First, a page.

June 3, 2014
Abundant cheap labor has helped Mexico lure billions of dollars in foreign investment in recent years and spur a manufacturing sector so dynamic it has been likened to China.
But the same low wages that help make manufacturers competitive are a long-term drag on the economy. Millions of people working off the books for paltry sums holds back private consumption, crucial for sustained growth.
The government has slashed its growth forecast for 2014 after the economy expanded by just 0.3 percent in the first quarter, well short of expectations.
November 13, 2013
Nissan Motor Co Ltd will build 1 million cars in Mexico by 2016, cementing the country’s position as the export hub for the Japanese automaker in the Americas, Chief Executive Carlos Ghosn told Reuters as he inaugurated a $2 billion plant.
Most of the cars from the new plant in Aguascalientes in central Mexico will be sent by rail to destinations throughout North and South America. A staff of 3,000 in the light, airy plant filled with rows of shiny yellow robots will produce one car every 38 seconds, in partnership with Nissan’s other Aguascalientes plant.
September 20, 2013
by Christohper Wilson
For full article press here
Five years ago, the United States and China launched the Strategic and Economic Dialogue, a reflection of the growing complexity and enormous importance of US-China relations. Earlier this year at their meeting in Mexico City, President Obama and President Peña Nieto agreed to a similar initiative, the US-Mexico High Level Economic Dialogue (HLED), for much the same reasons, and Vice President Biden is in Mexico today to officially launch the initiative.
Before looking at the content of the Dialogue, let’s take a quick look at why this matters:
Mexico is the United States’ second largest export market (Canada is first), and since 2009, exports to Mexico have grown faster than exports to any of our other top trading partners. Some six million US jobs depend on trade with Mexico. Investment and financial flows between the two countries are also important, but the massive trade relationship is still the centerpiece of the economic relationship.
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July 3, 2013
The shale gas boom has done a lot to boost the US economy. It’s such a big deal you can see it from space. All that new natural gas has lowered energy costs, which has led analysts to wonder if it could help make America’s energy-heavy manufacturing businesses more competitive with countries that have low labor costs but over-burdened energy infrastructure. But there’s a lot standing in the way of that vision, including the potential for gas exports to affect the value of the dollar, and the observation that maybe energy costs aren’t such a big deal.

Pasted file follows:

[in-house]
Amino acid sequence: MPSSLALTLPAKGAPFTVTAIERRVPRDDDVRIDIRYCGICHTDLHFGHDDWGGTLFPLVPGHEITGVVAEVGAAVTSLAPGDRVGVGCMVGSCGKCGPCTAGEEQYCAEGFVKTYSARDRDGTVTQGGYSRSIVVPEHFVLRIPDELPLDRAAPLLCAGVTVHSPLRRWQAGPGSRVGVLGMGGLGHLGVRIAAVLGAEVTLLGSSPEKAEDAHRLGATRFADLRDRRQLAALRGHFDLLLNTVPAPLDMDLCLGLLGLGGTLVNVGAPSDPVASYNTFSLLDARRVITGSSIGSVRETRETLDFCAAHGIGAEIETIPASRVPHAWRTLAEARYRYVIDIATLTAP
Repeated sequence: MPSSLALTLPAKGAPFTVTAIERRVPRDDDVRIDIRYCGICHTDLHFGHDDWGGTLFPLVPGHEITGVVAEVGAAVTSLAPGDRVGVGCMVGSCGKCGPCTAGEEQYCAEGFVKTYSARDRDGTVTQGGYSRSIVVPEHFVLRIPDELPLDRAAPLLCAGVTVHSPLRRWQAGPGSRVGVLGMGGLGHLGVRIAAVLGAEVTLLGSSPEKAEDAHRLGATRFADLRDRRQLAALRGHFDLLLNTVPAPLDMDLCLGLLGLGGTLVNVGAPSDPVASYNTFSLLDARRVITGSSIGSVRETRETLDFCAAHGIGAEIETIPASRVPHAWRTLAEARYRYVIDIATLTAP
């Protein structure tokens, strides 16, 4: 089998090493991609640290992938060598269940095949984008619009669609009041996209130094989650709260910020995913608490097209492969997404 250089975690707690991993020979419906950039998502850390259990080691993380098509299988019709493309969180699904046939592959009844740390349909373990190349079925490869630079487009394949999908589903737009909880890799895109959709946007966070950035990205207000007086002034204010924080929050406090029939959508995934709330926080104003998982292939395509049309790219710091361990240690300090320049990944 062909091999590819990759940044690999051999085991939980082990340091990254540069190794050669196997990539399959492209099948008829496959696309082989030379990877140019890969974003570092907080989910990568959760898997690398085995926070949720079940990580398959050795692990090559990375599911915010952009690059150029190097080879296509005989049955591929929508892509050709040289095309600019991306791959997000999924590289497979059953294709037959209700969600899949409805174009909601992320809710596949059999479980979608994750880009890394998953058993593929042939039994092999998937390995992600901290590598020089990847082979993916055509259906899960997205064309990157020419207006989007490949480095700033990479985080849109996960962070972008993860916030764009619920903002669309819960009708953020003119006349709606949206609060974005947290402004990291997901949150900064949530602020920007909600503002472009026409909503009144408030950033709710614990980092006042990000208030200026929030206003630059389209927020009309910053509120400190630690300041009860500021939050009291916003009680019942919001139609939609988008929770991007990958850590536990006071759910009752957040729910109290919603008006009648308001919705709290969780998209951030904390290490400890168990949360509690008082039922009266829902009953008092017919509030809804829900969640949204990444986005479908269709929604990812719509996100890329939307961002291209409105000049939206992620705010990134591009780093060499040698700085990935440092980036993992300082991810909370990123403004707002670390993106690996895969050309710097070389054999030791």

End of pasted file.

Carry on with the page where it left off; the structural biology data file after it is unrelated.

But where the US is faltering, Mexico is taking advantage of all that cheap natural gas to boost factories; last year, pipelines brought more natural gas across the border than ever before. Mexico is already successfully competing with places like China on labor prices, but its energy costs are lower, too. Combine that with its proximity to the United States and deep integration into the American supply chain, and you’ve got a recipe for export-oriented success. Pemex, the country’s state-owned oil company, is spending $3.3 billion to build a new, 750-mile pipeline from Los Ramones, Mexico, near the country’s industrial heartland, to Agua Dulce, near Texas’ shale oil fields.
June 28, 2013
The Wall Street Journal, 6/28/2013
Within five years, higher manufacturing exports due to a widening cost advantage over China and other major economies could add $20 billion to $60 billion in output to Mexico’s economy annually. And thanks to the North America Free Trade Agreement (NAFTA), U.S. manufacturers of components for everything from automobiles to computers assembled in Mexico also stand to benefit, according to new research by The Boston Consulting Group (BCG).